by Alex Nuti-de Biasi, editor, Journal-Opinion
FAIRLEE—The cliff face of Morey Mountain is etched into the village’s identity. Philip Robinson titled his 1957 history of Fairlee “The Town Under the Cliff.”
Fifteen years later, I-91 between Fairlee and Bradford opened to traffic, severing the village from its iconic natural feature and Lake Morey.
The final interstate route was not without debate as many residents pleaded with state and federal officials to develop a route over Morey Mountain rather than between Morey Mountain and the village. Ultimately, they were unsuccessful and I-91 split the town in two.
“[It] detached the town’s economic center — Main Street — from one of the town’s greatest recreational resources and an important environmental asset — Lake Morey,” wrote selectboard member Cathy MacGrath in an email.
In 2019, the town received a state Better Connections grant to make the town more cohesive and improve opportunities for residents and visitors to access its recreational assets. Among other recommendations, a steering committee implementing the grant identified an art mural for the I-91 underpass, which is the sole pedestrian and traffic access between the village and the Lake Morey area.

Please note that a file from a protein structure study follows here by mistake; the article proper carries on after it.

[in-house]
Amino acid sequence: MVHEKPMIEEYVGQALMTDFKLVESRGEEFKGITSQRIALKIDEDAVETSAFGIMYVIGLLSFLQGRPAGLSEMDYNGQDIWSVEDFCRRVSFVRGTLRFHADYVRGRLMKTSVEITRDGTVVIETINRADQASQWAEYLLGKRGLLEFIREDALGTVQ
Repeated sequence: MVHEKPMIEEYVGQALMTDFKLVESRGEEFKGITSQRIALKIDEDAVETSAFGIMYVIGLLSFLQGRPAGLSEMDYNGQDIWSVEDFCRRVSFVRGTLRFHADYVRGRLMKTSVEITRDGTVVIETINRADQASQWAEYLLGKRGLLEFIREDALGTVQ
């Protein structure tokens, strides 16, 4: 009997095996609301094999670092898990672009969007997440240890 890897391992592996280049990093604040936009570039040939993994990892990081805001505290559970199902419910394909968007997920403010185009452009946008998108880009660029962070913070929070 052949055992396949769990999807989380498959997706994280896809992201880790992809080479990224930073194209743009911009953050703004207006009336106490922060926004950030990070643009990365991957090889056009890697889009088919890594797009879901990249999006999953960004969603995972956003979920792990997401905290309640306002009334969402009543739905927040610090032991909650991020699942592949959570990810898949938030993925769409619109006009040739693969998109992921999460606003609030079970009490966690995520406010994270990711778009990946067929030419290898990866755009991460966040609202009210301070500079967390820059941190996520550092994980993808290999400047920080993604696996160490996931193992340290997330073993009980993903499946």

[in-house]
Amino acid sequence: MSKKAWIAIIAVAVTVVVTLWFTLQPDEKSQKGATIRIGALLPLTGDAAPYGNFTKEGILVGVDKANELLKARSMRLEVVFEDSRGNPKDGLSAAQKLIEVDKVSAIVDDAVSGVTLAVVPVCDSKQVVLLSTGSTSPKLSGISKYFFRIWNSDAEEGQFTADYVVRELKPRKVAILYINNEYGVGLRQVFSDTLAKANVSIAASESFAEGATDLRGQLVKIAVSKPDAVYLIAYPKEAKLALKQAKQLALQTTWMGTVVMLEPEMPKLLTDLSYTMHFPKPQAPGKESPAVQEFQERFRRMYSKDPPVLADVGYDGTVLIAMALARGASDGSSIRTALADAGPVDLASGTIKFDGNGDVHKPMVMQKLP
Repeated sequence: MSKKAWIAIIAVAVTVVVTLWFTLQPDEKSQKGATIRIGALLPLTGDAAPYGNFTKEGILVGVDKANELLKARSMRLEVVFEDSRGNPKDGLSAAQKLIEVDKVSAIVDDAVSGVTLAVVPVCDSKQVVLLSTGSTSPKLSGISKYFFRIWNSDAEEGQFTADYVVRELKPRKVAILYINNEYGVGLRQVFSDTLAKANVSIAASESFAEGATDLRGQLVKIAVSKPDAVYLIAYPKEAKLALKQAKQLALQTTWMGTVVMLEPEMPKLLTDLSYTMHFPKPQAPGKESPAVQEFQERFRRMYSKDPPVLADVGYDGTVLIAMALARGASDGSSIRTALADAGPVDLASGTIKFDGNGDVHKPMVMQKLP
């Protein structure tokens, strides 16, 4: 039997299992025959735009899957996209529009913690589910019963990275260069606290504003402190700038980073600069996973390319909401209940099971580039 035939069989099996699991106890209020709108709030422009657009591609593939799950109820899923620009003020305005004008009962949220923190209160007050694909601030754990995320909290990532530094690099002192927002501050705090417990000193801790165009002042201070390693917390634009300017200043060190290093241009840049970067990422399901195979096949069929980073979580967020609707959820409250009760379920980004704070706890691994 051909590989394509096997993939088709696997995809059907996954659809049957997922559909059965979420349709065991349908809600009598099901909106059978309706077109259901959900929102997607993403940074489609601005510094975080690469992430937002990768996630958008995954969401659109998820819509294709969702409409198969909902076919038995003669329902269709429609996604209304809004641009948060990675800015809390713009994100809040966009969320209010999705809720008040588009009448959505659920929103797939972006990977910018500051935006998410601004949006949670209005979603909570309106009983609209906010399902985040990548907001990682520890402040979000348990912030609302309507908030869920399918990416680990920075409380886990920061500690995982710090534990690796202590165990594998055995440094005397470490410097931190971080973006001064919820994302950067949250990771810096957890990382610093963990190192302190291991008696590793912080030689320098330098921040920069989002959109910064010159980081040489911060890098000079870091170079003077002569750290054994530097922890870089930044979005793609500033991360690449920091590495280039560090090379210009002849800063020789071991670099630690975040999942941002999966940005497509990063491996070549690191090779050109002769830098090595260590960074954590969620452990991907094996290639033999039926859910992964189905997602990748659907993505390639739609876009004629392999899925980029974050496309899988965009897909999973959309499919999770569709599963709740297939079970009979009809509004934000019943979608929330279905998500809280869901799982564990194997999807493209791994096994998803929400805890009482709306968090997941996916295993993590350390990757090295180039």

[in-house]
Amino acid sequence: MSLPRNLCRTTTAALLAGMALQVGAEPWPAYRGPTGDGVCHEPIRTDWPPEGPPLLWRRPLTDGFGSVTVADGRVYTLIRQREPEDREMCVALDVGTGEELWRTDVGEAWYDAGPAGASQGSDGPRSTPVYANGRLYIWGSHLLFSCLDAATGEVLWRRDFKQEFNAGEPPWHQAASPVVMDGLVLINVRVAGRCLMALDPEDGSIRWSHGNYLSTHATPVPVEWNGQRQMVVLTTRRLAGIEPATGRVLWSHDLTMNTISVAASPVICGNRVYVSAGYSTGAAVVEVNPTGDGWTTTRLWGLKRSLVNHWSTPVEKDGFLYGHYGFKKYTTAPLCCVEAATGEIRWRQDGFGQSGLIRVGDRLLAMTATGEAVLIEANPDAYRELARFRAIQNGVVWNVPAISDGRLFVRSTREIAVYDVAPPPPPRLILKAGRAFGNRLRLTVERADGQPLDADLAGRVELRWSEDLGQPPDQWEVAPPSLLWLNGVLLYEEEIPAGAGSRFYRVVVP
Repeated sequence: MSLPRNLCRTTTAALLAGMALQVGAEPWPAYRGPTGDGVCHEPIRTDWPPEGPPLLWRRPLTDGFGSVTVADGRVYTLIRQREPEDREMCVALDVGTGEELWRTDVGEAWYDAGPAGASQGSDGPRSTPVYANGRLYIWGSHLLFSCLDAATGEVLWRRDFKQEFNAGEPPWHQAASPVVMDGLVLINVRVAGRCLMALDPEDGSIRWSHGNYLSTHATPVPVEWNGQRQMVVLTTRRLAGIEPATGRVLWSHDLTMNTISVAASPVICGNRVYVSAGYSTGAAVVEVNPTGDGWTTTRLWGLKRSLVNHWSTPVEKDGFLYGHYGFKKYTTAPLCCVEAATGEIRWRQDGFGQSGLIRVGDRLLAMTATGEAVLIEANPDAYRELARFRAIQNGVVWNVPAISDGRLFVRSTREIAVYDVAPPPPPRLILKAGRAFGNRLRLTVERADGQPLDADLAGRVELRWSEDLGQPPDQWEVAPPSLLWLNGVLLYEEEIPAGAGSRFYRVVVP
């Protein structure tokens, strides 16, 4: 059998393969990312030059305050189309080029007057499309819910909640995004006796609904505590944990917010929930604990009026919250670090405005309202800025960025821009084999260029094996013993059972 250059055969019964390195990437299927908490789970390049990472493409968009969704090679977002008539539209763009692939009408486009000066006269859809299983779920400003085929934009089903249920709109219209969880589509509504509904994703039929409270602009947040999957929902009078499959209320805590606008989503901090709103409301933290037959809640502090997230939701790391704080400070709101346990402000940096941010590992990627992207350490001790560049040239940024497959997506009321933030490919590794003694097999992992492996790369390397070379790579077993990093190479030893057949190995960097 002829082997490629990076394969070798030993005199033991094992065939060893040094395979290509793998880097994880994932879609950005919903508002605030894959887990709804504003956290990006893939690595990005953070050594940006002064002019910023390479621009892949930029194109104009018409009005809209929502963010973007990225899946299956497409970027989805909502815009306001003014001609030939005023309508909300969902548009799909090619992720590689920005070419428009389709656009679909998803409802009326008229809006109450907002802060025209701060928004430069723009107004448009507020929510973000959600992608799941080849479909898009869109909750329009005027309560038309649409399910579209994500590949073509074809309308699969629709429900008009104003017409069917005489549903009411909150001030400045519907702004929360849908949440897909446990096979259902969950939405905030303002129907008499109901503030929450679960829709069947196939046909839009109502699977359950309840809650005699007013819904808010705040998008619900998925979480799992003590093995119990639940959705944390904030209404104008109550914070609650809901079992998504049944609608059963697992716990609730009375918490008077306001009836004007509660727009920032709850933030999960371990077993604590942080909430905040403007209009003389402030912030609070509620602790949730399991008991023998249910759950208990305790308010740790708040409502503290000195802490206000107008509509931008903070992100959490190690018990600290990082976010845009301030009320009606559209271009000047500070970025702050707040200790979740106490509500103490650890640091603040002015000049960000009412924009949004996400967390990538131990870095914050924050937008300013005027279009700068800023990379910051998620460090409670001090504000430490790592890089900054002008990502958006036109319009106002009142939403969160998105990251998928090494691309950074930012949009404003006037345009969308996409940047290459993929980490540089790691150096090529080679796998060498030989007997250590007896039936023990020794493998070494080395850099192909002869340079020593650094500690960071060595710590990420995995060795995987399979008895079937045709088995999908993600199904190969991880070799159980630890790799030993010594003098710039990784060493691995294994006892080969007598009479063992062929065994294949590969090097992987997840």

“The mural aims to reconnect Fairlee’s east and west — its village center with its recreational resources — its Main Street and its Lake Morey,” MacGrath wrote.
After years of planning, design, and securing regulatory approval, the art mural is nearing reality. After the Vermont Agency of Transportation completes rehabilitation of the interstate bridge at exit 15, local officials hope to begin installing the mural later this summer.
To that end, dozens of Samuel Morey Elementary School students spent part of their day last week helping to create the mural designed by Matt Heywood of Middlebury.
“Something really exciting is gonna happen underneath the underpass, but we need your help,” parent and volunteer Brooke Gladstone told a group of wide-eyed and sleepy-eyed 3rd graders and preschoolers on May 25.
“What’s it like under there,” Heywood asked the students about the underpass.
“Gloomy,” one responded.
Heywood said that’s exactly why he came up with two designs to showcase the trees surrounding Lake Morey and the amazing and colorful changes they go through each season.
He designed “Snow Sister” and “Green Man,” the two murals proposed for the site. In an effort to generate enthusiasm and community involvement for the project, Heywood asked students to help cut out leaves that will be painted and applied to the mural walls.
“If we engage the kids, the parents will follow” he said, adding he employed this process with a community sculpture in Middlebury. He said the students get excited by the idea that they can one day walk past the mural and point to a leaf that they helped make.
Gladstone added that the mural project dovetails with artist-in-residency program at SMES.
We will have more on the mural project when it nears installation.
The author is the Managing Editor for the Journal Opinion in Bradford.
Categories: Community Events